- Share your experiences—and issues—with us. You can send your challenges to firstname.lastname@example.org and we will get back to you to determine the best action.
The AOA will continue to be hyper focused on this important subject. And we want to make sure all of our doctors are informed and know how they can engage. Next week, we will be kicking off the AOA Health and Vision Plan Action Report, a daily accounting of vision plan challenges and how the AOA is taking them on. Members will be able to find the tracker in the gray box of our daily First Look. Take a look on Monday!
We are committed to ensuring our system—and vision plans—value the important care you deliver every day.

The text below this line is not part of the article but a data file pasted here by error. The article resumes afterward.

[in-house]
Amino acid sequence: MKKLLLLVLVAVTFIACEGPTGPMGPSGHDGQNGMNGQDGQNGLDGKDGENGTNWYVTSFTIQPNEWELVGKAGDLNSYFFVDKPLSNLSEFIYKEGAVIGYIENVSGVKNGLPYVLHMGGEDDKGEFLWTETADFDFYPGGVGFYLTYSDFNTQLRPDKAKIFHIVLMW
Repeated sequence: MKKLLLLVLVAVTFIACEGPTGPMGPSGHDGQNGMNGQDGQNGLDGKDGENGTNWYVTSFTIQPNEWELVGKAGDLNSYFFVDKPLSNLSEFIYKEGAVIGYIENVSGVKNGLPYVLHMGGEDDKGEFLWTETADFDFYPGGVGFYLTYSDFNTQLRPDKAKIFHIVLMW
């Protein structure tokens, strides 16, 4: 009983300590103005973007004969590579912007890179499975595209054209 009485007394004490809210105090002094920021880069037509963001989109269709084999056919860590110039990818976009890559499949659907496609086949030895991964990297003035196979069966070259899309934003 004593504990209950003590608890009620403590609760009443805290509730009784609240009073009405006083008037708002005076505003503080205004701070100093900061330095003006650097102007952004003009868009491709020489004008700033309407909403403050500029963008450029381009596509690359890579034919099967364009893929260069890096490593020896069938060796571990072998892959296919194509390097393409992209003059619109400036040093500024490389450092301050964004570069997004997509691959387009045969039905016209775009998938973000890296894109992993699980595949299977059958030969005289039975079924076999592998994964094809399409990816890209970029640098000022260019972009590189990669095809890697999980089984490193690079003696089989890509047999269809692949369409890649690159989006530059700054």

*Federal anti-trust law directly prohibits any discussion of collective action or a coordinated approach to negotiations with plans. The AOA does not and cannot represent its members in their individual negotiations with any third party payer.
Although about 13% of the U.S. population is Black, they are woefully underrepresented in optometry. They represent about 2% of practicing doctors of optometry and a little over 3% of full-time students in optometry schools and colleges, according to studies. Black doctors of optometry seek to grow those numbers.
A crusader for vision and eye care in local, state and national communities, Patricia spread her love for the AOA across the country. The AOA sends condolences and thanks to the Hopping family for their years of service.
Learn how you can apply or nominate a doctor of optometry for the 2024 AOA Leadership Institute.